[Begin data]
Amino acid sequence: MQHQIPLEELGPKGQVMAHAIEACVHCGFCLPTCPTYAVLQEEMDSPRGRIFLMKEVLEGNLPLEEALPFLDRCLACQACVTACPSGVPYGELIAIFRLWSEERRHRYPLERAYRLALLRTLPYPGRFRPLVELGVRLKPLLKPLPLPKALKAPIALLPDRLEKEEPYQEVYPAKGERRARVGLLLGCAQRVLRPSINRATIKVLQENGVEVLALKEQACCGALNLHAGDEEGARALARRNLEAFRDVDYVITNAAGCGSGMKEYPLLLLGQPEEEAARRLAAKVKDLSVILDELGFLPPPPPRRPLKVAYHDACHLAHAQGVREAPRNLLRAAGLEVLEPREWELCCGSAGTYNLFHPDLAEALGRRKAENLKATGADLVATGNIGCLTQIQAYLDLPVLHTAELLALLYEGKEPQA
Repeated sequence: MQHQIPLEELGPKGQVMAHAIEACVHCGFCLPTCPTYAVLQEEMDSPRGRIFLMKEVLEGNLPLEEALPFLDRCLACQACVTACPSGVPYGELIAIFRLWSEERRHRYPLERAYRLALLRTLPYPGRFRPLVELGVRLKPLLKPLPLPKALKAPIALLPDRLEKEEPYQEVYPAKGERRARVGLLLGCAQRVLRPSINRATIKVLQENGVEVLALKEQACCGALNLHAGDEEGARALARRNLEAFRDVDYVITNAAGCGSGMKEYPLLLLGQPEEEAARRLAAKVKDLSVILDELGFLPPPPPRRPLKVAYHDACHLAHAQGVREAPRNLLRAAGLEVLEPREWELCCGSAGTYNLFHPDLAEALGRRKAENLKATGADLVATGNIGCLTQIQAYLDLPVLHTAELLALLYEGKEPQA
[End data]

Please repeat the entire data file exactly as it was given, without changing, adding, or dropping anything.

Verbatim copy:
Amino acid sequence: MQHQIPLEELGPKGQVMAHAIEACVHCGFCLPTCPTYAVLQEEMDSPRGRIFLMKEVLEGNLPLEEALPFLDRCLACQACVTACPSGVPYGELIAIFRLWSEERRHRYPLERAYRLALLRTLPYPGRFRPLVELGVRLKPLLKPLPLPKALKAPIALLPDRLEKEEPYQEVYPAKGERRARVGLLLGCAQRVLRPSINRATIKVLQENGVEVLALKEQACCGALNLHAGDEEGARALARRNLEAFRDVDYVITNAAGCGSGMKEYPLLLLGQPEEEAARRLAAKVKDLSVILDELGFLPPPPPRRPLKVAYHDACHLAHAQGVREAPRNLLRAAGLEVLEPREWELCCGSAGTYNLFHPDLAEALGRRKAENLKATGADLVATGNIGCLTQIQAYLDLPVLHTAELLALLYEGKEPQA
Repeated sequence: MQHQIPLEELGPKGQVMAHAIEACVHCGFCLPTCPTYAVLQEEMDSPRGRIFLMKEVLEGNLPLEEALPFLDRCLACQACVTACPSGVPYGELIAIFRLWSEERRHRYPLERAYRLALLRTLPYPGRFRPLVELGVRLKPLLKPLPLPKALKAPIALLPDRLEKEEPYQEVYPAKGERRARVGLLLGCAQRVLRPSINRATIKVLQENGVEVLALKEQACCGALNLHAGDEEGARALARRNLEAFRDVDYVITNAAGCGSGMKEYPLLLLGQPEEEAARRLAAKVKDLSVILDELGFLPPPPPRRPLKVAYHDACHLAHAQGVREAPRNLLRAAGLEVLEPREWELCCGSAGTYNLFHPDLAEALGRRKAENLKATGADLVATGNIGCLTQIQAYLDLPVLHTAELLALLYEGKEPQA